It's really 25 stars not 3 The book looks at how female comedians intersect with feminism Some interesting discussion and some of her interviewees said interesting things but she ascribes attitudes to people from the past based on what she thinks they probably feltthought like Lucille Ball that often seem like a stretch; she makes sweeping statements such as that ALL art comes from deep suffering; and there's one entire chapter that just rips apart Roe v Wade because it only ensured the rights of one group of people pregnant women and didn't include ALL women and gay men It's like a complete step away from what her book is about into a personal pet peeve of her with no attempt to link it to her theme about comedians at all

  7. Kirsti Kirsti says:

    Didn't finish Too earnest Totally has a right to exist but did not hold my attention

  8. Kathryn MacDougall Kathryn MacDougall says:

    I initially assumed that The Girl in the Show was going to be of a funny girl esue memoir that really emphasized the ‘comedy’ aspect of being a young woman in entertainment Instead it’s much of an analytical look at the evolution of “comedians who happen to be women” or as Fields calls them and this is my new favorite term “comedienne ballerinas” Fields includes interviews from an incredible array of comedians I cannot imagine the sheer amount of research that went into this book There’s Mo Collins Lisa Lampanelli Abbi Jacobson and so so many all in their own words discussing their comedy and their lives It’s far insightful and wider reaching than I was expecting but also feels deeply personal This book is not just an academic exercise in the rise of feminism and fight for eual representation in comedy and the world of entertainment in general It makes wider cultural and political movements intensely personal through the words of the comedienne ballerinas themselves Reading about Marga Gomez’s experiences as a young woman confronting homophobia drives home the point that the political is personal The arguments driving the political discourse are not far off abstract ideas but rather have very real implications for the people living them The Girl in the Show is at its best when it is presenting the powerful anecdotes from its comedienne ballerinas There is one particularly poignant moment when Judy Carter discusses how Gilda Radner helped comfort her in a bathroom stall of all places it drives home a deep sense of heart and community not often seen at the forefront of comedy These were not notions typically associated with comedy and when they do appear they tend to be relegated into niche issues The Girl in the Show provided a new perspective for watching comedy from I Love Lucy to Saturday Night Live to Broad City and the deep underlying emotional work that accompanies it Fields challenges the typical paradigm of “women comedians” and completely transforms it by demonstrating just how the personal and the political intersect for both the comedienne ballerinas themselves and the audience watching at home I received this book free from NetGalley in exchange for an honest review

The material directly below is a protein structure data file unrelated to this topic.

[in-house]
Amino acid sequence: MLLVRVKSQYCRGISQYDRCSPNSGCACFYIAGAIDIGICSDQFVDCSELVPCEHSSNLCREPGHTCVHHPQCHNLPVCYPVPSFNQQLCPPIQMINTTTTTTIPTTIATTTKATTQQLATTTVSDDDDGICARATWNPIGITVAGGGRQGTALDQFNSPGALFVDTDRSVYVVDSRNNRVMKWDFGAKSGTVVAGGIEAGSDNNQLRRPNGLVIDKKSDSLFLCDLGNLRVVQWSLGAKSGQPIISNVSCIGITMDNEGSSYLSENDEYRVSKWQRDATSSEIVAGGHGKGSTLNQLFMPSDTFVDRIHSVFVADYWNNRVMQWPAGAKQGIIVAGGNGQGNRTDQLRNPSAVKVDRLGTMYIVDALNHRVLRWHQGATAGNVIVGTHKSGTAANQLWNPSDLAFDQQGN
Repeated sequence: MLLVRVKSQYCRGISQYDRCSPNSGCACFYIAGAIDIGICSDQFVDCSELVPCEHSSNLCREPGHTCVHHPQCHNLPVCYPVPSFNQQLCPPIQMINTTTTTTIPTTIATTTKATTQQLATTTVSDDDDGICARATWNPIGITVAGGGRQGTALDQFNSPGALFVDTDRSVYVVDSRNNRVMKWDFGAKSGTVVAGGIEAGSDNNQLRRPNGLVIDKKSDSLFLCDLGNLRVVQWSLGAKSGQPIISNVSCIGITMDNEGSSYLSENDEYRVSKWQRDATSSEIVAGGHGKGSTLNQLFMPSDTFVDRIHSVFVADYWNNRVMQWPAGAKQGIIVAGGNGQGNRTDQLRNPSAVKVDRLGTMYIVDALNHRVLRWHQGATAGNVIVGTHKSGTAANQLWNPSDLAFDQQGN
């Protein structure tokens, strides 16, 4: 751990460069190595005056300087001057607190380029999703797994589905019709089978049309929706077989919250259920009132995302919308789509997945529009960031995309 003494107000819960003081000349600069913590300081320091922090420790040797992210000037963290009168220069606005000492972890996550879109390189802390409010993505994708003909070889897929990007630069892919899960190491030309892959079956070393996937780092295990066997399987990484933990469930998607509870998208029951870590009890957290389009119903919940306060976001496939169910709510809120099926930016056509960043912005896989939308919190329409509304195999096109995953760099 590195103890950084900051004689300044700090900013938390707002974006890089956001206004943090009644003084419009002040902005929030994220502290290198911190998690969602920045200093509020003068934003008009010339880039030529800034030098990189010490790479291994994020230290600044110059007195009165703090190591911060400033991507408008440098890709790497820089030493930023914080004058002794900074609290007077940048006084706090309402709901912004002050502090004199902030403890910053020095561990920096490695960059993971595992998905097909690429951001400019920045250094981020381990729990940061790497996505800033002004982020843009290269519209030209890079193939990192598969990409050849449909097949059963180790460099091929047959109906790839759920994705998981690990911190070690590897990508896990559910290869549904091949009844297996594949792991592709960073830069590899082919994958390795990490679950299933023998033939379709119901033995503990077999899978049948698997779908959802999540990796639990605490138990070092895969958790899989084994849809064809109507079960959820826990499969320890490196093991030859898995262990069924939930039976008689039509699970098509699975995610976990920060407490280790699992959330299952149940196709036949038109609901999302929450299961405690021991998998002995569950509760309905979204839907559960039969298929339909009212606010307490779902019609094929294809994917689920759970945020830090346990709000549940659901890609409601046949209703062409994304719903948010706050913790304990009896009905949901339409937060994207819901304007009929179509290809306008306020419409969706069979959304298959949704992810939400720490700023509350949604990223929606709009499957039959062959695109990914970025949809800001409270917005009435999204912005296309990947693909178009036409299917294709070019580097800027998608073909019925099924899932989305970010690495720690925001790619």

9. Lynn Lynn says:

    A very nice modern history of female comics from the early 20th century to the present Anna Fields especially bases her book on her favorite comic Gilda Radner Fields wasn't born yet when Gilda Radner became famous on Saturday Night Live but learned about her later I was a teen when SNL first debuted and was the perfect audience for the show I remember uite well many of the skits she talks about and have seen them recently on DVD Gilda Live I had forgotten about but Fields description jogged my memory with good thoughts I loved that concert movie Fields addresses the problems female comics and why there have been so few females in the business While there are many now in proportion to males I still think they are not completely eual even now The title is derived from a comment on the debut show of SNL when the male comics declare that they even have a girl in the show meaning Gilda Radner She was the standout female inprov comic of the Not Ready for Primetime Players Phillis Diller Joan Rivers and earlier comics such as Franny Brice as well as others are mentioned in a breezy manner that is endearing and enlightening There is a chapter on rape and the taboo about discussing it especially with female comics but I was surprised that Fields didn't mention her idols skit on SNL in which Gilda plays a woman who has brought her rapist on trial and finds the trial is really about her and her sex life Her daring to prosecute her rapist has resulted in her total humiliation Lucille Ball and her influence on female comics and Gilda Radner is very moving I had no idea that Lucille was brought up on charges of being a communist in from of the House of UnAmerican Activities Her fame at the time kept her from being blacklisted On the whole this book was a very good read and very interesting Touching and helped me connect with Gilda Lucy Joan and other female comics and writers that I had thought about in a long time

  10. Kelly Hager Kelly Hager says:

    I can't even imagine the extent of the research that Anna Fields did for this novel It's smart and funny and so interesting I never really thought about thewe'll say sociology of comedy especially female comics or the way that I gender comedians like I JUST DID Like Anna and a lot of the women mentioned here I absolutely love Gilda Radner Part of it on my end has nothing to do with how funny she is although she is hilarious it's because I have hair that's a lot like hers and it's the first time I saw someone who looks like me be funny and get to do things It meant a lot And I know women younger than me probably feel the exact same way about Molly Shannon and Tina Fey and Amy Poehler and Mindy Kaling What I didn't understand before reading this book was the sort of throughline connecting Gilda to the women after her and how all of that really began with Lucille Ball who was the first woman to be a really powerful comedian She created and wrote a show and she was protective of her character She set rules for what Lucy would and wouldn't do but also made rules like Lucy can make fun of Ricky's accent; nobody else can There was no way any earlier lady could've even made a rule like that let alone have it be listened toThis book is smart and important and relevant but it's also really fun If you like to laugh read this book Highly recommended